I bought my mother a Crosely portable record player for her birthday one year. I was maybe 20. It came in a light brown leather case. I had planned it for months. I had a plan in mind too, another one of my grand schemes at reconciling the disparate histories and memories wandering my mind.
There is a photo of us when she was 25 and I was two, and my grandfather is sitting in the green leather chair in the living room, my mother is on the couch, and I’m on a little two-step wooden stool. We are drinking Cokes out of green-glass bottles with straws. Even though my grandfather was long dead when I bought the Crosely, I had imagined we would once again sit around listening to the Sun Records boxed set. Maybe some Mingus. Definitely Patti Smith and Elvis Costello.
The Crosely was broken, she said, when she opened it. She returned it. She did not like it in the first place.
A few years later, my mother sold off hundreds of records in a yard sale. She placed an ad in the classifieds, and I wrote one for Craigslist. Album crates that once lined one side of her bedroom, stacked 2-3 high, now spread out on uneven asphalt, next to a vintage sewing machine and some garden tools.
I would try to look through the albums when I was in my preteens. She would tell me to get out of her room. But one thing I knew: she worked in a record store in the late seventies and early eighties, before her second nervous breakdown when I was five. And record store employees—like the infamous Rob Gordon and friends—never lose the critic part of their souls.
“Nirvana?” my mother would snort after hearing me play Nevermind until I wore out the cassette tape. “Black Sabbath did it first.”
These comments always confused me until I found whatever artist or album she said was better, and she was usually right.
But back to the yardsale: that day, people picked over the wooden crates; they interrogated her, and me, about quality, editions, possible artists in the clutter. She shrugged her shoulders. She no longer knew and did not care enough. I’m pretty sure one lady walked away with the complete boxed set of Sun Records for under $10. All of the collectors were collectors. They were nitpicky, cheap, looking for something to give them status, to add to their lists. They had never been to the shows, nor did they know all the lyrics; they probably didn’t even know who Patti Smith is. They knew what a round piece of grooved vinyl was worth.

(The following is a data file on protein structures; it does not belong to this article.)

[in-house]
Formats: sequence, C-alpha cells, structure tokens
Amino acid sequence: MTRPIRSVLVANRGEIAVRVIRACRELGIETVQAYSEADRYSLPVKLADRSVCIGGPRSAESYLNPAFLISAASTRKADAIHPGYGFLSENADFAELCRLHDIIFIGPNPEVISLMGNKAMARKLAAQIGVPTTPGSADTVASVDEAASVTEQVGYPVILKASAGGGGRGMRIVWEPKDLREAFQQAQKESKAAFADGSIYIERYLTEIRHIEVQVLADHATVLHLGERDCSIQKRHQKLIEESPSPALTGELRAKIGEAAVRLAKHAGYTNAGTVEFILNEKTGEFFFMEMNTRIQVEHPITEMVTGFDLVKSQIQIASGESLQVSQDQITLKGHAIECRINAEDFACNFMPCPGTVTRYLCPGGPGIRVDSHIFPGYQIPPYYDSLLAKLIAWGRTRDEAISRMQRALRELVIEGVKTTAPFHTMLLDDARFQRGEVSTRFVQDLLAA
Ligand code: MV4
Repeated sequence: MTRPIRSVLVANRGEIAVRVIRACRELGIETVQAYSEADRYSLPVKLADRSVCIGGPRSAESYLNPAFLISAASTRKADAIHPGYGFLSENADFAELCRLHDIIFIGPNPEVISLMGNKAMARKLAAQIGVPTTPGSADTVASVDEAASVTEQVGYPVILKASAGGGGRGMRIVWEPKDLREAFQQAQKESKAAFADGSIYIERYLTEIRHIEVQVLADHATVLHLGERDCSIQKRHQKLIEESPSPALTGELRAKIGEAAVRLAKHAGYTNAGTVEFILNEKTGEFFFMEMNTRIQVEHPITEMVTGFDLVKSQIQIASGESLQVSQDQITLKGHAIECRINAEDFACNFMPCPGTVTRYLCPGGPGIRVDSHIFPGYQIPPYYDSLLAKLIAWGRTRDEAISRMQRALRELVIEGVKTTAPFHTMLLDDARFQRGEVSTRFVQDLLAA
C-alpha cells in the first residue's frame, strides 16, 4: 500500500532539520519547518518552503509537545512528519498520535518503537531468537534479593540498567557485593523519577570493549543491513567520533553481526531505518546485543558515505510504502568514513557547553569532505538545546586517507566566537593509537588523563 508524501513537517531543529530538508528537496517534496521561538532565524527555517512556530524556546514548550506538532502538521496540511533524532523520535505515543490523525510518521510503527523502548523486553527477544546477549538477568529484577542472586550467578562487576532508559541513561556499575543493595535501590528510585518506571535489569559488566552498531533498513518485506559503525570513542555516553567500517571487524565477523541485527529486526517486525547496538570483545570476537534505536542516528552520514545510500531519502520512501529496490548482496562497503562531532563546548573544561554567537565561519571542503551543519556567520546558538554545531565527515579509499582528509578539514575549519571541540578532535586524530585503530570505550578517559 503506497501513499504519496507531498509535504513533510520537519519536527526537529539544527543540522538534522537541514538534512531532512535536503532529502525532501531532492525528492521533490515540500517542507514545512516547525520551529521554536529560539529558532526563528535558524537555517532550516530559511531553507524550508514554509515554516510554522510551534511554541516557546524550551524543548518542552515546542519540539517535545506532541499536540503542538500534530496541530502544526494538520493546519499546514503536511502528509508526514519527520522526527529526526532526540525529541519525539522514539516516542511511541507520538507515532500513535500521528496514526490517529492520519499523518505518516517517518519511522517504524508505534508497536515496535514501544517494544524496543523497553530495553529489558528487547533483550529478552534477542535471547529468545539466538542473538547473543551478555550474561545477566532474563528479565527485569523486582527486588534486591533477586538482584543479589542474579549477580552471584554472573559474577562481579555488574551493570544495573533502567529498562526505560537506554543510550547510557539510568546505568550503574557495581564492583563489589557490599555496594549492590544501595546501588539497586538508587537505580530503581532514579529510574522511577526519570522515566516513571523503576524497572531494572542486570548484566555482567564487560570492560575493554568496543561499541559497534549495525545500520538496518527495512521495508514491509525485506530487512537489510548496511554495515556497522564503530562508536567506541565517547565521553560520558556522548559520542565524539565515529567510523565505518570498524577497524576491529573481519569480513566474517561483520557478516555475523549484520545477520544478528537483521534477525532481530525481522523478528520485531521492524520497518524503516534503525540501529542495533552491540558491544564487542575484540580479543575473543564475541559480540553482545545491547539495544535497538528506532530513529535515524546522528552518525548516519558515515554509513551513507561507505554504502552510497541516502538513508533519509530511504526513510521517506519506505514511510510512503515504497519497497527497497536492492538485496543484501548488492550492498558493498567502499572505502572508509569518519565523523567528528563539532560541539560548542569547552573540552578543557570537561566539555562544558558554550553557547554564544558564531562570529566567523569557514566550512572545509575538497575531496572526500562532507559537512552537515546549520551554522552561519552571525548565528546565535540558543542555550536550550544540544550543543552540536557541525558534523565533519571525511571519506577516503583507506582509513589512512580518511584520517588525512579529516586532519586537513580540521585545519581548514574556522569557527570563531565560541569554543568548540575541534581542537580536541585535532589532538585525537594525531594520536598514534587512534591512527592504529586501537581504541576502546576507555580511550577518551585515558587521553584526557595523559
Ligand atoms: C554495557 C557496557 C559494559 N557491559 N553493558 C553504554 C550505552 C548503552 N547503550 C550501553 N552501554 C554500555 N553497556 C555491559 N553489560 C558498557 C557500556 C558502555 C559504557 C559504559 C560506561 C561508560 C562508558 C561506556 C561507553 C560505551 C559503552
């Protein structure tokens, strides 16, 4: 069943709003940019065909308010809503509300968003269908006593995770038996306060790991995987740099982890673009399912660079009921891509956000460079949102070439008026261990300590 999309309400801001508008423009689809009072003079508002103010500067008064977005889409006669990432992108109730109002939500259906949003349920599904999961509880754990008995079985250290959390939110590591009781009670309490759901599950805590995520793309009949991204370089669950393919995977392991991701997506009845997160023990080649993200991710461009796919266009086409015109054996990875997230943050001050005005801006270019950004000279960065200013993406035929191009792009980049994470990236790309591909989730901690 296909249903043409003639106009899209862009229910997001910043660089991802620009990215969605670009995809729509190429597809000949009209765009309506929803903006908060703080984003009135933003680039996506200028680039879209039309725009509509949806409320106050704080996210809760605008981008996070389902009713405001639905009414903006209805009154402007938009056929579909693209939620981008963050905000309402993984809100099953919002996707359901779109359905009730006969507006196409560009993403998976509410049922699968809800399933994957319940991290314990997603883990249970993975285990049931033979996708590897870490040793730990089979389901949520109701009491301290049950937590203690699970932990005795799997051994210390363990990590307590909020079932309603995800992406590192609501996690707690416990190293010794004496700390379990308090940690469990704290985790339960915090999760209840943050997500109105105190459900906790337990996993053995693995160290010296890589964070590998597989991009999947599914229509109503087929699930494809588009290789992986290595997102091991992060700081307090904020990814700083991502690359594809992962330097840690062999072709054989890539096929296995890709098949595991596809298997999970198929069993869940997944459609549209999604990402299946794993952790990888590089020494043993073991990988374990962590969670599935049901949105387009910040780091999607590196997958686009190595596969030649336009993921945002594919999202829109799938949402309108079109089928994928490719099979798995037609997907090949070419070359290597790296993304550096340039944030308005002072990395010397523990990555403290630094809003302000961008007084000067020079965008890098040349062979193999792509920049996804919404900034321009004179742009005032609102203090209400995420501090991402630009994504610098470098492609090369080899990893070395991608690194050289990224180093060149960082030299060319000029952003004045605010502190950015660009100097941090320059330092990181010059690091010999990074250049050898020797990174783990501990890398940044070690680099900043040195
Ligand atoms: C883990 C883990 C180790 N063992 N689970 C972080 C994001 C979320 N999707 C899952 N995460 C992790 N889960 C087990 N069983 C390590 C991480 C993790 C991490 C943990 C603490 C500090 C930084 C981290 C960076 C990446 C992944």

My then-boyfriend was the one person who got why I was upset. An aspiring DJ, he bought a big crate of them for $60 and was gleeful and grateful for the vinyl.
Then-boyfriend and I broke up eight months later. He loved the music, and he was a pretty good DJ, but I was still angry at my mother and I could only take it out on him. His roommate let me in to pick up my stuff, and turned a blind eye when I walked out with more. I stole back all the Clash I could find, a Marianne Faithful British-release single, David Bowie’s Diamond Dogs, and a few others after we broke up. I never did get back Tom Tom Club’s eponymous album.
Later my mother would tell me she should have charged him more. I said nothing. I used to think—hope—that we might connect on some level on how we experienced the key change that made something skip in our ribcages, how we experienced the joy of scratched personalities and sounds on a record player. A few times I would mention a show I had seen, or wanted to see. The responses were always the same.
Don’t waste your time. Don’t waste your money. All I have from those days are records I don’t even play anymore and crap I don’t want to remember.
I wonder if the woman I imagined, pieced together from nebulous fragments of memories, ever truly existed. I do not know what happened, but I knew she once loved music. I knew that a long time ago, in a parallel universe we would still listen to vinyl, new and old, on whatever record player we could scrounge up. Instead, this person is a fairy tale that comforts me in thinking that once upon a time, my mother was happy.